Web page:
2 Month Old Tank Algae Bloom


New Member
Apr 29, 2021
Indiana, USA
Hello Everyone!
I will start out by saying I am new to the hobby still, and am still learning. I read a lot and have gained a lot of information so far, but I still got an algae bloom and it continues to come back.
My set up:
ADA 90p tank
Oase biomaster 600 thermo with Seachem Matrix media
ADA Vuppa II skimmer (Also have Skim 350)
In tank co2 diffuser (turns on two hours before light)
Twinstar 900sm III light (8 hours per day)
I dose 2hr Aquarist APT EI (4ml/day)
ADA Amazonia V2 soil (pre cycled the soil for a month before planting)

I do NOT use RO water, and I do 40% water change twice a week. (Tuesday and Friday)
Any help is greatly appreciated!





Feb 24, 2019
Modesto, CA
My thoughts...

Is that seiryu stone? What's your Gh?

What's your pH drop? From completely degassed tank water.

It doesn't look horrible so you are probably just off by a bit, especially with the amount of stems you have in the tank.

The easiest solution would be to lower your light duration. I'm at 5 hrs 100% intensity right now up from a low of 3 hrs last year.

CO2 will be the toughest to figure out, especially if you don't monitor pH with a ph monitor. Drop checkers are great but have lag time and a resolution problem. Not that the pH drop is perfect. It has its own set of issues. :)

I also wonder about your water changes? 40% 2x per week seems like a lot but it really isn't. It's not the same as one 80% 1x per week. Nutrient buildup will be higher in a tank doing multiple smaller water changes than one massive one. Most of the aquascapers I follow online do multiple 70-80% water changes per week when they are dealing with an algae issue. They also bump up the co2 to the max possible.

As to Ferts, I wonder if the added nitrates from APT EI are causing issues? I realize that nitrates from Ferts are drastically different than nitrates from fish waste, organics breakdown, but elevated levels, made even higher by your young substrate, aren't going to help get rid of an algae bloom. And then there is phosphate. Active substrates have a tendency to pull nutrients. All tanks are different with this but you may need a bump up in water column phosphates? If you could measure that would be great. I've seen nice tanks running with as high as 10ppm. Not that I recommend going that high, lol! But even if you are in the 2-6pppm zone it might be worthwhile bumping it up a tad and seeing what happens?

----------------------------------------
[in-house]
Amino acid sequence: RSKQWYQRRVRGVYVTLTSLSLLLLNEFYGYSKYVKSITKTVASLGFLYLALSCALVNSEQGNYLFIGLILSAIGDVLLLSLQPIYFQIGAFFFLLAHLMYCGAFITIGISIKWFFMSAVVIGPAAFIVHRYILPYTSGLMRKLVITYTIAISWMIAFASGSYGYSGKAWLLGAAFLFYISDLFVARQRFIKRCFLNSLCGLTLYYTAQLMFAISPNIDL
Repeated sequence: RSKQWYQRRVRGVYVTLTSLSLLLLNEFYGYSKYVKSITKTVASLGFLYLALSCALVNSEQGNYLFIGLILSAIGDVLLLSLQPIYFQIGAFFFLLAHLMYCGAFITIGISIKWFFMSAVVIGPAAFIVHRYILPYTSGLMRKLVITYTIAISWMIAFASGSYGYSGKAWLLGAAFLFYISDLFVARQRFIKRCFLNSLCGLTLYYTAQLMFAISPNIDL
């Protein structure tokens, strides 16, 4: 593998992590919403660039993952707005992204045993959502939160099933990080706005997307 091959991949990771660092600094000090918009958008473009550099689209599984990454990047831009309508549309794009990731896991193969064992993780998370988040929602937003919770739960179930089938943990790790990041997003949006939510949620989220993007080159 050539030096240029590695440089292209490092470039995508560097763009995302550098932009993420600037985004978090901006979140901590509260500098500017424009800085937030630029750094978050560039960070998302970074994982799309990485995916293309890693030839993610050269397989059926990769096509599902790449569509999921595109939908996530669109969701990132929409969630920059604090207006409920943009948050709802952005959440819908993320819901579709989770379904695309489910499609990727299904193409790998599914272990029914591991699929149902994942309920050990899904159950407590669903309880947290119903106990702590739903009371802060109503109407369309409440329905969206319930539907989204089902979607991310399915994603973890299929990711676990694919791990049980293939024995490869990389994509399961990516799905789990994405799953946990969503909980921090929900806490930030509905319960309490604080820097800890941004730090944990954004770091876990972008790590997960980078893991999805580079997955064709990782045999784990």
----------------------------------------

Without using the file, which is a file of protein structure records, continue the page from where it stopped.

After all that said, it will more than likely just clear up as the substrate matures. :)

Here's my 10gal co2 tank right before a trim this week that gets 5hrs of 100% intensity light. I'm about ready to bump that down to 3 or 4 due to an hr of direct sunlight that hits the tank during summer months. While I battle beard and silk algae I can go 2 weeks without wiping the glass even with the hr of direct sunlight. First 3 months of this tank, not so much.


Sent from my Pixel 3 XL using Tapatalk


Super Moderator
Staff member
Lifetime Member
Jun 20, 2016
Looks like its time to get the clean toothbrush and exert some anthropocentric ecological pressure on those algae ;) after you get rid of the bulk of it, weekly cleaning of the rocks and a shrimp crew will probably be enough.